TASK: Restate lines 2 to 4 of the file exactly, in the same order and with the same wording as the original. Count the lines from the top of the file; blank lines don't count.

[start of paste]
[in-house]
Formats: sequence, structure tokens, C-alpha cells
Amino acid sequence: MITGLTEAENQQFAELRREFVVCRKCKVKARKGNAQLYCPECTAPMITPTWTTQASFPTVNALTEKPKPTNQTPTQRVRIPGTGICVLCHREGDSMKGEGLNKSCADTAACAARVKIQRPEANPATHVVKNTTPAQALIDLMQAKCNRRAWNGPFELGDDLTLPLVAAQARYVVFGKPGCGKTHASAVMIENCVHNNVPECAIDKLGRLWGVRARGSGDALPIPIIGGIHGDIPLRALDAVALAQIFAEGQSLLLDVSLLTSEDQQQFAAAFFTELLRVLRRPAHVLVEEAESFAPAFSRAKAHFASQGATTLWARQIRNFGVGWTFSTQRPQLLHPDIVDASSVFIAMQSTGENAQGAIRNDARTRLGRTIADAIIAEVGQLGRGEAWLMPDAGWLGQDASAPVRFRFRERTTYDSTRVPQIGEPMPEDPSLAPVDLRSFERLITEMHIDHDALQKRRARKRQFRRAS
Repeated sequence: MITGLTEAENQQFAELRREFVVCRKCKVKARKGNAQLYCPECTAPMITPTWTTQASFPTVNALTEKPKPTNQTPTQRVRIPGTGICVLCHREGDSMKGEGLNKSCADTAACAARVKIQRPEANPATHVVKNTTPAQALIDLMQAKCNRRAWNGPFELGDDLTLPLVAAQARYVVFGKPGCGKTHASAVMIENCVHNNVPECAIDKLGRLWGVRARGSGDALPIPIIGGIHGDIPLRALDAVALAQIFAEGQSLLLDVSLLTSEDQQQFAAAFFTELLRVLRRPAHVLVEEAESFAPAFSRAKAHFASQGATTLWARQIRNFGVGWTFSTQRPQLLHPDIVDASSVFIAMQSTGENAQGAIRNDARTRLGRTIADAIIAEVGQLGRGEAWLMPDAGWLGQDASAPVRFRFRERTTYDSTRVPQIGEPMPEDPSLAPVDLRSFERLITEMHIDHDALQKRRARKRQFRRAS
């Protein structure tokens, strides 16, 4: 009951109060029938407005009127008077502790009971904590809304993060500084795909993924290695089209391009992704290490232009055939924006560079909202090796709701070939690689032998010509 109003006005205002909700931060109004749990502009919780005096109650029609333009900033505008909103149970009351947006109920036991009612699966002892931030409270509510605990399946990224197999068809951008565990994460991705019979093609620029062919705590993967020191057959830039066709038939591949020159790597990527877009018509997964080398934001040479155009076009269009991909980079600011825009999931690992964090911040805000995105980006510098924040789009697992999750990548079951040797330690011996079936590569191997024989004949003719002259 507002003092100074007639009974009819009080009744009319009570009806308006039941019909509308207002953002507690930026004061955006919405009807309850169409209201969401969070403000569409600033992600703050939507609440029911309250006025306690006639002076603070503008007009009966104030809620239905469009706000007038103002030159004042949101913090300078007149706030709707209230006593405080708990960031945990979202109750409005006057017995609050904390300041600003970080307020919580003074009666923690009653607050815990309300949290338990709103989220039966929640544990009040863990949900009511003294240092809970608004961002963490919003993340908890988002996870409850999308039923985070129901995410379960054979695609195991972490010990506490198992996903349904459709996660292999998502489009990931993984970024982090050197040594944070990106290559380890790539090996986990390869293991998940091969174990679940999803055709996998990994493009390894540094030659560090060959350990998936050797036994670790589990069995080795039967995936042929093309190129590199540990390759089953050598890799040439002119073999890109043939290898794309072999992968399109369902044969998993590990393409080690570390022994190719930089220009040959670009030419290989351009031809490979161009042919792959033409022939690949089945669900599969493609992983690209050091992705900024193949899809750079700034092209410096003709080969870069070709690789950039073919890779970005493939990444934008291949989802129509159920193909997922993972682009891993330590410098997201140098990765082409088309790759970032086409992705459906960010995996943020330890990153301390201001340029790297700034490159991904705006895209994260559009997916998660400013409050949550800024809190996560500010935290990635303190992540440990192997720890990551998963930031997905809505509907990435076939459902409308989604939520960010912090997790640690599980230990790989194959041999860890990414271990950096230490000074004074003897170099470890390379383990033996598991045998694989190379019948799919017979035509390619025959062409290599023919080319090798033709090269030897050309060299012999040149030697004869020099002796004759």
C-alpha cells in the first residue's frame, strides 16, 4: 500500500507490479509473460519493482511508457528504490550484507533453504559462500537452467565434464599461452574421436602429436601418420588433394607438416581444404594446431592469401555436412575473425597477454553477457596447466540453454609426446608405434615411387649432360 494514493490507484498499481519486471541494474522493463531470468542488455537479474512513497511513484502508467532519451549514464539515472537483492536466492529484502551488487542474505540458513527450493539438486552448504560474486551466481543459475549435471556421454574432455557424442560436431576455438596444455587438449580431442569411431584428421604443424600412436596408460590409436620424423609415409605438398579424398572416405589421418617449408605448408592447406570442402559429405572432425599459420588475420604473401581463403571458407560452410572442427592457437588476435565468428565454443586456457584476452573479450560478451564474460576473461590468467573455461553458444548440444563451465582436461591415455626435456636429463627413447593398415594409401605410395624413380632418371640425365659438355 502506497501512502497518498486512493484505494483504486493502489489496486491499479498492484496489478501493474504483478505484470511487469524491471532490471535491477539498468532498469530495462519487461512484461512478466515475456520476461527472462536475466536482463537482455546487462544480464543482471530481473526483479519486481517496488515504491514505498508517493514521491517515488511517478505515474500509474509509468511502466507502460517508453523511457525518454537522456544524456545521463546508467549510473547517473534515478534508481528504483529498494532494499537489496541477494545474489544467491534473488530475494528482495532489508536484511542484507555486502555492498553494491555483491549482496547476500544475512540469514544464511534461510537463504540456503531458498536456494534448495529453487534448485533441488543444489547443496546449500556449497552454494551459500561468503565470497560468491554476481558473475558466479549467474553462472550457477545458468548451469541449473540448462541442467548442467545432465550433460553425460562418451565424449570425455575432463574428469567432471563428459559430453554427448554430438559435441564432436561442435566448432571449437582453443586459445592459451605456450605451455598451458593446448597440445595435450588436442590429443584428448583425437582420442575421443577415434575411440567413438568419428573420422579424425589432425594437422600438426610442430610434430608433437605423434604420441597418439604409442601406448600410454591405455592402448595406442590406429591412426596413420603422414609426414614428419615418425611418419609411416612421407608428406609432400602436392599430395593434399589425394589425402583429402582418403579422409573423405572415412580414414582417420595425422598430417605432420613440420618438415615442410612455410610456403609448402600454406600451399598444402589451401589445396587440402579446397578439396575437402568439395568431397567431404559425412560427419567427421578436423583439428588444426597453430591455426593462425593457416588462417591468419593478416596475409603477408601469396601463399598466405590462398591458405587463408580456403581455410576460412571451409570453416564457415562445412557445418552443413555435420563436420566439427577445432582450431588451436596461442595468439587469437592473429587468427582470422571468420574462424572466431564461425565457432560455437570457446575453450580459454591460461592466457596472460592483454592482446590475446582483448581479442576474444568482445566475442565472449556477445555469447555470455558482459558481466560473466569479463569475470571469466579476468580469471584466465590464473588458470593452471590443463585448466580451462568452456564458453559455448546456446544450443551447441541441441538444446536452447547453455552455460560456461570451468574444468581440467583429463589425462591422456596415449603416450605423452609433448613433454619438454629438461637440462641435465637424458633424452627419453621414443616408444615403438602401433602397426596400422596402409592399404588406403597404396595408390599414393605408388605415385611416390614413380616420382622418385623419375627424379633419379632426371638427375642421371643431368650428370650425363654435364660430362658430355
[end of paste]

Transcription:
Formats: sequence, structure tokens, C-alpha cells
Amino acid sequence: MITGLTEAENQQFAELRREFVVCRKCKVKARKGNAQLYCPECTAPMITPTWTTQASFPTVNALTEKPKPTNQTPTQRVRIPGTGICVLCHREGDSMKGEGLNKSCADTAACAARVKIQRPEANPATHVVKNTTPAQALIDLMQAKCNRRAWNGPFELGDDLTLPLVAAQARYVVFGKPGCGKTHASAVMIENCVHNNVPECAIDKLGRLWGVRARGSGDALPIPIIGGIHGDIPLRALDAVALAQIFAEGQSLLLDVSLLTSEDQQQFAAAFFTELLRVLRRPAHVLVEEAESFAPAFSRAKAHFASQGATTLWARQIRNFGVGWTFSTQRPQLLHPDIVDASSVFIAMQSTGENAQGAIRNDARTRLGRTIADAIIAEVGQLGRGEAWLMPDAGWLGQDASAPVRFRFRERTTYDSTRVPQIGEPMPEDPSLAPVDLRSFERLITEMHIDHDALQKRRARKRQFRRAS
Repeated sequence: MITGLTEAENQQFAELRREFVVCRKCKVKARKGNAQLYCPECTAPMITPTWTTQASFPTVNALTEKPKPTNQTPTQRVRIPGTGICVLCHREGDSMKGEGLNKSCADTAACAARVKIQRPEANPATHVVKNTTPAQALIDLMQAKCNRRAWNGPFELGDDLTLPLVAAQARYVVFGKPGCGKTHASAVMIENCVHNNVPECAIDKLGRLWGVRARGSGDALPIPIIGGIHGDIPLRALDAVALAQIFAEGQSLLLDVSLLTSEDQQQFAAAFFTELLRVLRRPAHVLVEEAESFAPAFSRAKAHFASQGATTLWARQIRNFGVGWTFSTQRPQLLHPDIVDASSVFIAMQSTGENAQGAIRNDARTRLGRTIADAIIAEVGQLGRGEAWLMPDAGWLGQDASAPVRFRFRERTTYDSTRVPQIGEPMPEDPSLAPVDLRSFERLITEMHIDHDALQKRRARKRQFRRAS